The lack of effective glioblastoma treatments remains a significant health problem and highlights the need for novel and innovative approaches. Immunotherapy is an appealing strategy because of the potential ability for immune cells to traffic to and destroy infiltrating tumor cells. For the past decade, our group and others have been testing active vaccination strategies, such as dendritic cells pulsed with tumor lysates or synthetic peptides to induce antitumor immunity in glioblastoma patients. However, our data, and that of other immunotherapeutic strategies for patients with cancer, suggest that the vast majority of tumor-specific T cells induced by this personalized, patient-specific immunotherapy do NOT recognize well-characterized, known antigens. In order to design the most effective immunotherapeutic strategies for glioblastoma, we believe that it is critical to understand which antigens tumor-specific T cells recognize in this disease. Recent information suggests that patients mounting immune responses after immunotherapy can recognize novel neoantigens created by tumor-specific mutations. Our hypothesis is that glioblastoma patients treated with autologous tumor lysate-pulsed DC vaccination will mount anti-tumor immune responses against specific mutations in their individual tumor. Furthermore, we hypothesize that patients with extended survival will have mounted more diverse anti-tumor immune responses to such neoantigens. To test this, we propose to perform exome sequencing on patient tumor specimens to identify nonsynonymous mutations in glioblastoma patients treated with DC vaccination. We will then screen and identify candidate epitopes for glioma-specific T cell recognition, and finally evaluate which neoepitope- specific T cells are preferentially expanded following autologous tumor lysate-pulsed DC vaccination. We will also design a set of parallel pre-clinical studies in our orthotopic murine glioma model. We will characterize nonsynonymous mutations in two murine glioma cell lines, and subsequently identify dominant neoantigens recognized by murine glioma-specific T cells. To expand this, we will then vaccinate mice with identified glioma-specific neoantigens and evaluate which antigens confer effective anti-tumor immunity to mice bearing intracranial gliomas. This project could potentially be transformative, as a better understanding of the relevant neoantigens in malignant glioma could dramatically alter immunotherapy for this deadly disease. The studies proposed herein could have important implications for the development of personalized cancer vaccines in glioblastoma patients.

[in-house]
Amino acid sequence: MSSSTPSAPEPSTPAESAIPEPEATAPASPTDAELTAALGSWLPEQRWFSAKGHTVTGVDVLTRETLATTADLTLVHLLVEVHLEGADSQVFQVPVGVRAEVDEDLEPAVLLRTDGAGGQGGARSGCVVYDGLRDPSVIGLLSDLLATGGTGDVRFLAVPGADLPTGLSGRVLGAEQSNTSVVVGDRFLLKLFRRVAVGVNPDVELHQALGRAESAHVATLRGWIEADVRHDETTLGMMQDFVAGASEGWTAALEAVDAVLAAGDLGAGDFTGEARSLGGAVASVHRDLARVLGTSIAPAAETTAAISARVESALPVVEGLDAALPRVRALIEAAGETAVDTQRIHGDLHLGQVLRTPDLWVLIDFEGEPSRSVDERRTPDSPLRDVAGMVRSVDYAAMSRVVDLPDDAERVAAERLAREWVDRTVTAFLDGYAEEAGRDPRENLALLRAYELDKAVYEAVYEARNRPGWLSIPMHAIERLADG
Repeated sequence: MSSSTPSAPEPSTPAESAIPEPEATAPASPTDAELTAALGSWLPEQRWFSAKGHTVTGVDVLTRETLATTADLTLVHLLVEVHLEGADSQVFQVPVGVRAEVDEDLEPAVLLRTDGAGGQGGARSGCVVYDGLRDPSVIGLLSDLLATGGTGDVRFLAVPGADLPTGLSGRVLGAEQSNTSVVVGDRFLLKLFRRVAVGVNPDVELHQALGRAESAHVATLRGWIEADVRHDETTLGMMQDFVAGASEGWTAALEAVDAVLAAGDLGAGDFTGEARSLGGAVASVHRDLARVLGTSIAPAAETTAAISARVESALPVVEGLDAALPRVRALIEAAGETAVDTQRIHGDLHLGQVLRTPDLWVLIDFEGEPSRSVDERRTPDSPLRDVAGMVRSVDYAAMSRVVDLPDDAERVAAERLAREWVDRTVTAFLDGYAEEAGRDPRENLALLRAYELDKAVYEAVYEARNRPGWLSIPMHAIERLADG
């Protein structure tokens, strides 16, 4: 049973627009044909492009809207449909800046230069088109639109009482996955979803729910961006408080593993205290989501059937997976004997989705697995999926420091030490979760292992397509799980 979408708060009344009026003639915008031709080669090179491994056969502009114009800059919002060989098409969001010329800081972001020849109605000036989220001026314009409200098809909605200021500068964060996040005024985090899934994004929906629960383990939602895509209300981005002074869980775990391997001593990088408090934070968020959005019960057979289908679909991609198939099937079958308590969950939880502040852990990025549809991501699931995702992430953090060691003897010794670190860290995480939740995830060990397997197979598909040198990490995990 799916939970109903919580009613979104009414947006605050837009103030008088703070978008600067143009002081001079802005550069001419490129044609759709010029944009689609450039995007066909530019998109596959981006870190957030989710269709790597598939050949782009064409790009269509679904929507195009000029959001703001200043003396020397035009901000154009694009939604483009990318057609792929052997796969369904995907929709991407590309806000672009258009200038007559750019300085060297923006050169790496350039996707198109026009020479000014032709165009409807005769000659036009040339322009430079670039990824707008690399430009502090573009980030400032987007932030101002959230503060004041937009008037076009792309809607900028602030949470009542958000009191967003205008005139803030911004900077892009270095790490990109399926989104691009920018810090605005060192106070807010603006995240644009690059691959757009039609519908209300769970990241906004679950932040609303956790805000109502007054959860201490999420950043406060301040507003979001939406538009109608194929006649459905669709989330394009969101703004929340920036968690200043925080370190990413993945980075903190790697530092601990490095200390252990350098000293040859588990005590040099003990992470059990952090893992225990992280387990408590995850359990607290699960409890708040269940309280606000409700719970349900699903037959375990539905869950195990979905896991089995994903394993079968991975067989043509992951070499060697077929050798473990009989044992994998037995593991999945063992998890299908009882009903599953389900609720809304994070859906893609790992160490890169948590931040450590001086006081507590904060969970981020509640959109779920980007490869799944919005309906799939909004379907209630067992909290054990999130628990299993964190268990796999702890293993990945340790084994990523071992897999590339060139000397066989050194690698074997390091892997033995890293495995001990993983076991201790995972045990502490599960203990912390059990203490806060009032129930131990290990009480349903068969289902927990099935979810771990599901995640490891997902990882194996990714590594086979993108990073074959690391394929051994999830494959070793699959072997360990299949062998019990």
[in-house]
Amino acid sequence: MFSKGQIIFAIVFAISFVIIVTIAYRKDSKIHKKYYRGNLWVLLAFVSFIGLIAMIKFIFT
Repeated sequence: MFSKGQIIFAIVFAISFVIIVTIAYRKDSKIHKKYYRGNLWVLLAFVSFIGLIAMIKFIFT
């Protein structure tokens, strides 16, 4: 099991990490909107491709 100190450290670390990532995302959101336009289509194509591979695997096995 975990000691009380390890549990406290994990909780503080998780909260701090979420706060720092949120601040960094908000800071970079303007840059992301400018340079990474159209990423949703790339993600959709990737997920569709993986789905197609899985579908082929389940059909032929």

Public Health Relevance

The prognosis of glioblastoma patients is among the worst of all cancers. The studies proposed herein are designed to test whether patients and animals specifically mount anti-tumor immune response directed to neoantigens created from somatic mutations present in their brain tumor. We also believe that autologous tumor lysate-pulsed dendritic cell vaccination may actually expand these specific types of T lymphocytes. The proposed studies outline a straightforward, novel method to identify individualized immunotherapeutic targets for glioblastoma patients. If successful, this would represent a new paradigm for personalized immunotherapy, which can integrated into the current care of patients who suffer from a lack of effective therapeutic options.

National Institute of Health (NIH)
National Cancer Institute (NCI)
Exploratory/Developmental Grants (R21)
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Special Emphasis Panel (ZCA1-RTRB-Z (O1))
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Welch, Anthony R
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University of California Los Angeles
Schools of Medicine
Los Angeles
United States
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